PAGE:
I also like to rotate my steak 90° halfway through each side, which results in a beautiful checkerboard style pattern of grill marks on the steak. Doing this also adds more surface area to the sear that takes place on each side of the steak.
After the steak has seared for about 5 to 7 minutes per side (so about 10 to 14 minutes total), it’s ready for the next step.
Step 3: Finish the Steak with Indirect Heat
After the steak has finished searing and has developed an even crust on the outside, move it to the indirect heat side of your grill, or the top rack so that it no longer cooks directly over the flame.
Here is where you’ll want to season your steak a little bit too. With a thawed steak, you want to season it before it goes on the grill – but seasonings will fall right off of a frozen steak. After the sear, the outside will have some moisture on it and will be much more receptive to a little bit of salt and pepper.
At this point, insert your probe meat thermometer into the center most point of the steak. Most times after the sear, the temperature will read somewhere between 80°F and 90°F – but don’t worry if yours measures a little higher or lower than that.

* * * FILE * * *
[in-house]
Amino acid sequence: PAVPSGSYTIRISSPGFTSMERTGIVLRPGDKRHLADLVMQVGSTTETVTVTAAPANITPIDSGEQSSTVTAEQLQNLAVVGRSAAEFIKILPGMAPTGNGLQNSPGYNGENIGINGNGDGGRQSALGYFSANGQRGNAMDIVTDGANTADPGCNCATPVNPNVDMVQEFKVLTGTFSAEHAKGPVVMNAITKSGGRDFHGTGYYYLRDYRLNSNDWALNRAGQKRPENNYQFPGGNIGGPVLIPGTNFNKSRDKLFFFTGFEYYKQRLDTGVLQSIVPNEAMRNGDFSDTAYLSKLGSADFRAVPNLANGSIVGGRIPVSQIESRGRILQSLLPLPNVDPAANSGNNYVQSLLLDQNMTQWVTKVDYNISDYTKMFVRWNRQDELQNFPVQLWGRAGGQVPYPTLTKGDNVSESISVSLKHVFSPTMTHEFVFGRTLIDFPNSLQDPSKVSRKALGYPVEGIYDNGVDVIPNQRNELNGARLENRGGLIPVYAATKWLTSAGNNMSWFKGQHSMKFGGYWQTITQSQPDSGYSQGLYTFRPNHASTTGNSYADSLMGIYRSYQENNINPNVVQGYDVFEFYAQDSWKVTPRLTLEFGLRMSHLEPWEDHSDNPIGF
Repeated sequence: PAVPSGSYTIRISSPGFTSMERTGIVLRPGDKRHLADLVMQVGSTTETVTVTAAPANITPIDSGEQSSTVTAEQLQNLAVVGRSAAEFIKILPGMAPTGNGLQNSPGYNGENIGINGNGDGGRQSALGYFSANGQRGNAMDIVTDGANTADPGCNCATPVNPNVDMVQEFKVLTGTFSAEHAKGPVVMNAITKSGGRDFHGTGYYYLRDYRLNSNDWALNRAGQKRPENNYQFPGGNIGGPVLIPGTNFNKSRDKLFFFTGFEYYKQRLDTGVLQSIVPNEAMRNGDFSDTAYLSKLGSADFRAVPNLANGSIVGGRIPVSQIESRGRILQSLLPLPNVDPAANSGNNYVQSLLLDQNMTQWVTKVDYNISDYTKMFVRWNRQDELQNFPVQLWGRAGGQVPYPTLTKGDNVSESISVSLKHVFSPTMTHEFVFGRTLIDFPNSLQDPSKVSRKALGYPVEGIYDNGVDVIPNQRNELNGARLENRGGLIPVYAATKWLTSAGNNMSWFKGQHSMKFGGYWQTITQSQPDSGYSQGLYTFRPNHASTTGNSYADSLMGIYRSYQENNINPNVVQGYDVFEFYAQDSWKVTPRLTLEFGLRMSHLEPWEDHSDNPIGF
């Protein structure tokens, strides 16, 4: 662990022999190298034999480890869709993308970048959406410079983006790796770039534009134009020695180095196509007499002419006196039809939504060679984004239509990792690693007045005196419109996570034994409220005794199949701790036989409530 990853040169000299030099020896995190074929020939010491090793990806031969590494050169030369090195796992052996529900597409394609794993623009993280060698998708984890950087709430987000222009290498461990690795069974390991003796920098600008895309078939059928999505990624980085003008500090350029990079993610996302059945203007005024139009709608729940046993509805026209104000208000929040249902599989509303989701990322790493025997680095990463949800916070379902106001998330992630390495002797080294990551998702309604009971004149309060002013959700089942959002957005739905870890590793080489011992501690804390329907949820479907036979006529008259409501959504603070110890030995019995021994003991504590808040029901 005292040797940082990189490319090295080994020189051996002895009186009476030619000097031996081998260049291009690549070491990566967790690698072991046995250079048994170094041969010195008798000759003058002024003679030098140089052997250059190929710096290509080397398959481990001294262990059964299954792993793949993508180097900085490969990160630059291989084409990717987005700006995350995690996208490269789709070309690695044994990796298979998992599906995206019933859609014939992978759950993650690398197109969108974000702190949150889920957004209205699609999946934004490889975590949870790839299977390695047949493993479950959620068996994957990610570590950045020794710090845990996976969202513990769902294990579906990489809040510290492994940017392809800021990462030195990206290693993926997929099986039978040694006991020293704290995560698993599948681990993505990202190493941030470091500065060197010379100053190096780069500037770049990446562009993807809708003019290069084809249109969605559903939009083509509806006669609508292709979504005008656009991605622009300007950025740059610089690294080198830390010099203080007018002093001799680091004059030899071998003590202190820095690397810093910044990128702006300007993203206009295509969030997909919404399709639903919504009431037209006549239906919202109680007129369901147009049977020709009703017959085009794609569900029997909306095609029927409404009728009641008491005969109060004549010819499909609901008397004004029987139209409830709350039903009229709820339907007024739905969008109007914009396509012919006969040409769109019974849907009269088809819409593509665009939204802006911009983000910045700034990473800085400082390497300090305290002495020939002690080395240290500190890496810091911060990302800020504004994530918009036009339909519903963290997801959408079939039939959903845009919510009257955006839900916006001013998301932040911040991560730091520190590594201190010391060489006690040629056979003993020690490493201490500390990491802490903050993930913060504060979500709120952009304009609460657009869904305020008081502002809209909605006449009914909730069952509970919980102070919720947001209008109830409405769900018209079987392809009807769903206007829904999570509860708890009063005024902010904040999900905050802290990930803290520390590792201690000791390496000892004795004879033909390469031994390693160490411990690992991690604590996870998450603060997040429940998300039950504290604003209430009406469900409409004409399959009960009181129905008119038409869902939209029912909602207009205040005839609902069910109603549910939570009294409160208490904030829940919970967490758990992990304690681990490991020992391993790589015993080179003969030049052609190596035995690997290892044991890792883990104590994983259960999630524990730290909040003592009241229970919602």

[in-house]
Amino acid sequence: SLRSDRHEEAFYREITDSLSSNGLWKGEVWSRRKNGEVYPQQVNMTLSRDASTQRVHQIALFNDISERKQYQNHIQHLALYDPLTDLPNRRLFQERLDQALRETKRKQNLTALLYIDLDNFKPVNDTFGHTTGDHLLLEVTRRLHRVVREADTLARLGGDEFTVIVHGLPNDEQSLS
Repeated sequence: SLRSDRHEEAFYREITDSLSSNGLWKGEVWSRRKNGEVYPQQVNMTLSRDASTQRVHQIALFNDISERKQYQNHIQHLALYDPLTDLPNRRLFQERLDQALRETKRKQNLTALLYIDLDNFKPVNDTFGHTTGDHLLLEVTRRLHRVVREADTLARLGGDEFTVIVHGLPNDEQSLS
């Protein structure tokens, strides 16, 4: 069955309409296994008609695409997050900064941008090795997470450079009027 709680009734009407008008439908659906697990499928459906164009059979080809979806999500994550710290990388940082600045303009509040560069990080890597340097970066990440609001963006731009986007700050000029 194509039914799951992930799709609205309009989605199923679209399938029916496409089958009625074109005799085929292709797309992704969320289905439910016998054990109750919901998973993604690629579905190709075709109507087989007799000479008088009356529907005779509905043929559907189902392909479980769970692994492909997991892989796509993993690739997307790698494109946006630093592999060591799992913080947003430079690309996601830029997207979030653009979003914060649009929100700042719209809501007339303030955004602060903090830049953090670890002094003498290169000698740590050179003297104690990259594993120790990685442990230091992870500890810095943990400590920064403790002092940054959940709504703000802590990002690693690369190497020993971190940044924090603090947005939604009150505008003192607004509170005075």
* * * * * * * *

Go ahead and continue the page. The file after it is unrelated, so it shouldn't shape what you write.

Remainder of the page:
Close the lid of the grill and allow your steak to cook over indirect heat until it reaches your desired doneness.
Steak Doneness Guide
- For medium rare, remove the steak from the grill once it reaches an internal temperature of 125°F
- For medium, remove the steak from the grill once it reaches an internal temperature of 135°F
- For medium well, remove the steak from the grill once it reaches an internal temperature of 145°F
- For well done, remove the steak from the grill once it reaches an internal temperature of 150°F
Step 4: Let Your Steak Rest
One of the most important parts of the steak cooking process comes at the end, when you’re probably most ready to devour your delicious looking steak.